William H. answered • 04/21/20

Patient and Effective SAT Math and English Tutor

Since the presence of Independents is not a condition for forming a committee, we can ignore the information given about Independents.

Since an infinite number of committees can be formed if members are not limited in the number of committees on which they can serve, and we are given no information about such limitations, let us assume that members can serve on only one committee.

Since there are 54 Republicans, and three Republicans must serve on a given committee, the number of committees, x, that can be formed will equal the number of groups of three in 54. So, x = 54/3 = 18. If there had been a remainder, we would ignore the remainder because it would be too few Republicans to form an additional committee.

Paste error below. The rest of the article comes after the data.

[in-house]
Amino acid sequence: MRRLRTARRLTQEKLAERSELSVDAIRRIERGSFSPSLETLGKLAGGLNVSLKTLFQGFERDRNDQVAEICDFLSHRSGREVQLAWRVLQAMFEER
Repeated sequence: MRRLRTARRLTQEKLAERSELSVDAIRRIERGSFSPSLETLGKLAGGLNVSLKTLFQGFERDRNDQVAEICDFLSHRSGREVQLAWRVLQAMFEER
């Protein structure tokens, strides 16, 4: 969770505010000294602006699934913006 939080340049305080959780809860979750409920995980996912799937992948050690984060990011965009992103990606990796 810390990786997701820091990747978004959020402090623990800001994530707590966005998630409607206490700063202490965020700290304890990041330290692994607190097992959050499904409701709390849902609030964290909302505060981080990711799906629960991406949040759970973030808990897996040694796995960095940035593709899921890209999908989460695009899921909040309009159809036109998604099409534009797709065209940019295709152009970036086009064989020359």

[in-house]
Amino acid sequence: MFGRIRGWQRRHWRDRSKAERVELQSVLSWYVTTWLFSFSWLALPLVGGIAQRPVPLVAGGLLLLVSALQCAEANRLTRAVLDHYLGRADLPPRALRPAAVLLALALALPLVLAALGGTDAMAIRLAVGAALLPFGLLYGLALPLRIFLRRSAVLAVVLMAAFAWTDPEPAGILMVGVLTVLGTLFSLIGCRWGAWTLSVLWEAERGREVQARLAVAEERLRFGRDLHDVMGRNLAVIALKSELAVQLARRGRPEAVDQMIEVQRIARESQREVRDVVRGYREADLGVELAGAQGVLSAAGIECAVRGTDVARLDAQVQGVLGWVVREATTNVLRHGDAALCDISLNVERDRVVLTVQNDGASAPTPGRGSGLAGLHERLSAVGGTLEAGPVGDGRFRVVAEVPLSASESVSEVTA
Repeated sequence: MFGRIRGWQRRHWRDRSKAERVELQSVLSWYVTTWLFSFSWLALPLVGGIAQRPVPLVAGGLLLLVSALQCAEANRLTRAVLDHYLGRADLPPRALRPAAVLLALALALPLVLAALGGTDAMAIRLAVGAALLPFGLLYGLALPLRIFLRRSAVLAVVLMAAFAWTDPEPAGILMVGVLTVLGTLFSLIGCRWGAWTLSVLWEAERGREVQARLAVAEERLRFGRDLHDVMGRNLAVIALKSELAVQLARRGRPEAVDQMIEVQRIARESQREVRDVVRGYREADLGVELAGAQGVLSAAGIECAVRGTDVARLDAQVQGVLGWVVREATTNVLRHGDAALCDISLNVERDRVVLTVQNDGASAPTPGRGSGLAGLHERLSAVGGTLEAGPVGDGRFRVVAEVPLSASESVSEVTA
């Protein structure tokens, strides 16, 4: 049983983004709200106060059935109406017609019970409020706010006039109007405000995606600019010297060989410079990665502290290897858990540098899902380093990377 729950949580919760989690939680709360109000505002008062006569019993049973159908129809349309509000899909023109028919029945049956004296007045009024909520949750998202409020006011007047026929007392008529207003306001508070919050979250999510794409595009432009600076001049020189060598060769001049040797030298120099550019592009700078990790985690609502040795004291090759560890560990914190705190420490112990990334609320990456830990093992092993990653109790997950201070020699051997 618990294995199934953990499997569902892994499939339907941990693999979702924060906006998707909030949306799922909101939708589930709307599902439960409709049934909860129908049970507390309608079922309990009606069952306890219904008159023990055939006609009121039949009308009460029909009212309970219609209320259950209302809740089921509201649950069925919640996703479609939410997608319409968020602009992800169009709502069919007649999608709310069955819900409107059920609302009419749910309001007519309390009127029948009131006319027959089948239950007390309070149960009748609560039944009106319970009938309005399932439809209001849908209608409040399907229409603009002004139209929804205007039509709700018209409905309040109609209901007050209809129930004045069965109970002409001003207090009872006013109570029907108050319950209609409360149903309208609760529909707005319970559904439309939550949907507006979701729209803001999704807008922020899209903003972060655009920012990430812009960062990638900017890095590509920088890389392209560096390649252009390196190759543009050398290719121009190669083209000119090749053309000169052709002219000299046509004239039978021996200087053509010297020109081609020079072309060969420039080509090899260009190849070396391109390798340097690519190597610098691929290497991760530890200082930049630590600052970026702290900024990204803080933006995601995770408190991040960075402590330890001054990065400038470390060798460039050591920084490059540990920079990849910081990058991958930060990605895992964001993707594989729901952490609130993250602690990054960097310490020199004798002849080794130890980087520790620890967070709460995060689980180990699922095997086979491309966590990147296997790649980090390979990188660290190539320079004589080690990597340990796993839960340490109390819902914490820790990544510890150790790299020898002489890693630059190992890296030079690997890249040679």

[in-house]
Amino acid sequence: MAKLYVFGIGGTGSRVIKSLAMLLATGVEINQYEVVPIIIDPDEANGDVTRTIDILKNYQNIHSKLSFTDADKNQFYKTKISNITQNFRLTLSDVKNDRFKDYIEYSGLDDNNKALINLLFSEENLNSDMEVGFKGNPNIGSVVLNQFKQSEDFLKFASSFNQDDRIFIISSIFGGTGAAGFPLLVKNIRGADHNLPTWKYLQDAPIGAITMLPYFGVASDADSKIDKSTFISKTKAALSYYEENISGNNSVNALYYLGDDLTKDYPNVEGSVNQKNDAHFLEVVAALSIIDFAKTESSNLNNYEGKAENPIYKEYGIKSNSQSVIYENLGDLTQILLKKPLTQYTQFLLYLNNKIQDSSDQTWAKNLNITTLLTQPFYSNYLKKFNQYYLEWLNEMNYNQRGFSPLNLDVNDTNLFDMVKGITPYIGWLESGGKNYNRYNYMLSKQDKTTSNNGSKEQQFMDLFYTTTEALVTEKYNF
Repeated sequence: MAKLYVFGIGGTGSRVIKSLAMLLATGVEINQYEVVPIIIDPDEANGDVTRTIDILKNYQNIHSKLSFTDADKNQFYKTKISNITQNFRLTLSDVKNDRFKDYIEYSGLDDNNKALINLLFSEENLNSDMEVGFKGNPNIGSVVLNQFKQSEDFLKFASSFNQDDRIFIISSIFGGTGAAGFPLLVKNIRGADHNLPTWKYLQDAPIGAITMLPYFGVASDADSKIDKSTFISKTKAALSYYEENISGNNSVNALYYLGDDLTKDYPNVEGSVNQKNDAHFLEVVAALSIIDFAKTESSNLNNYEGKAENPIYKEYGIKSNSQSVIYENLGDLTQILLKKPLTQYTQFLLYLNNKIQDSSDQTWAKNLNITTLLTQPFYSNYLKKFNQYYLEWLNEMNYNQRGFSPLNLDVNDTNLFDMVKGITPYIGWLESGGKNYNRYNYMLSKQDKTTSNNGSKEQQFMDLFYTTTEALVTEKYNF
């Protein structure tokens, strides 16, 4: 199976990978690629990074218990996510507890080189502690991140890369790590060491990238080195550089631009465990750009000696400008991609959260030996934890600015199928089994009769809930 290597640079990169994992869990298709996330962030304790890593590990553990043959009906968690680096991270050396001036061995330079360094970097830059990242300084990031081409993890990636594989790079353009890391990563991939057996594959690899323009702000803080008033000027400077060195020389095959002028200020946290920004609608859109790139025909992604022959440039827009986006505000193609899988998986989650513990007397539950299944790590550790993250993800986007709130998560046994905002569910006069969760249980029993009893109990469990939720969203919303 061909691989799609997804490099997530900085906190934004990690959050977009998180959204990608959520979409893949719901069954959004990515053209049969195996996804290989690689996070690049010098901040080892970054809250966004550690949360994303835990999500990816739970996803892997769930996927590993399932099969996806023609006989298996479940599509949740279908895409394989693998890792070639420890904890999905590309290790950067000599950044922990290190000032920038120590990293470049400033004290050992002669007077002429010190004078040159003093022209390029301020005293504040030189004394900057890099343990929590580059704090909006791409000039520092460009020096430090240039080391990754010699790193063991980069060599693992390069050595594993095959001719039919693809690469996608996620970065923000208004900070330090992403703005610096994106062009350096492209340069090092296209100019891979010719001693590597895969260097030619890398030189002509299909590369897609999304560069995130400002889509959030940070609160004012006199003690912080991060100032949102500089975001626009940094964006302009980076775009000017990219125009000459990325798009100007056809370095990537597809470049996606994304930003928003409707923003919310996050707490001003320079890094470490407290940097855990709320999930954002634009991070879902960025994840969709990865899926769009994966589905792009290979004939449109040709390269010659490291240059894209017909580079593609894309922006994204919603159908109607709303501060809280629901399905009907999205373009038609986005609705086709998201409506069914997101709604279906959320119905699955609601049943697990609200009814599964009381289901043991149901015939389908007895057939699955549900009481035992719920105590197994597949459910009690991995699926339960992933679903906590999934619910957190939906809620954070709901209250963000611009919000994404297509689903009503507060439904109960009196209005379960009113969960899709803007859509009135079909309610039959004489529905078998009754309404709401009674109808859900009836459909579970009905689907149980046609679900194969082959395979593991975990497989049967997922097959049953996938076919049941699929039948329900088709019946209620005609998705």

Writing the equation out in full, we have: x = 54 Republicans/(3 Republicans per committee) = 54 Republicans/(3 Republicans/committee) = 18/(1/committee) = 18 committees. ‘Republicans’ cancels itself out in the numerator and denominator. We multiply both the numerator and denominator by ‘1 committee’ to move ‘committee’ into the numerator.

We don’t have to see how many committees the Democrats can form. This is because the ratio of Republicans to Democrats in each committee must be 3/2. The ratio of Republicans to Democrats in the Senate is 54/44, which reduces to 27/22. The ratio 3/2 is equal to 33/22, and 33/22 > 27/22, which is the ratio of Republicans to Democrats in the Senate. Since the ratio of Republicans to Democrats needed when forming committees (3/2 = 33/22) is greater than the ratio of Republicans to Democrats in the Senate (54/44 = 27/22), we will run out of Republicans before we run out of Democrats as we form committees.

Just to do the math, the number of committees that could be filled by Democrats is 44/2 = 22, but we run out of Republicans after 18 committees have been formed.

So, the number of committees that can be formed is 18, which is the number of times that 3 (the number of Republicans needed on each committee) can divide evenly into 54 (the number of Republican in the Senate).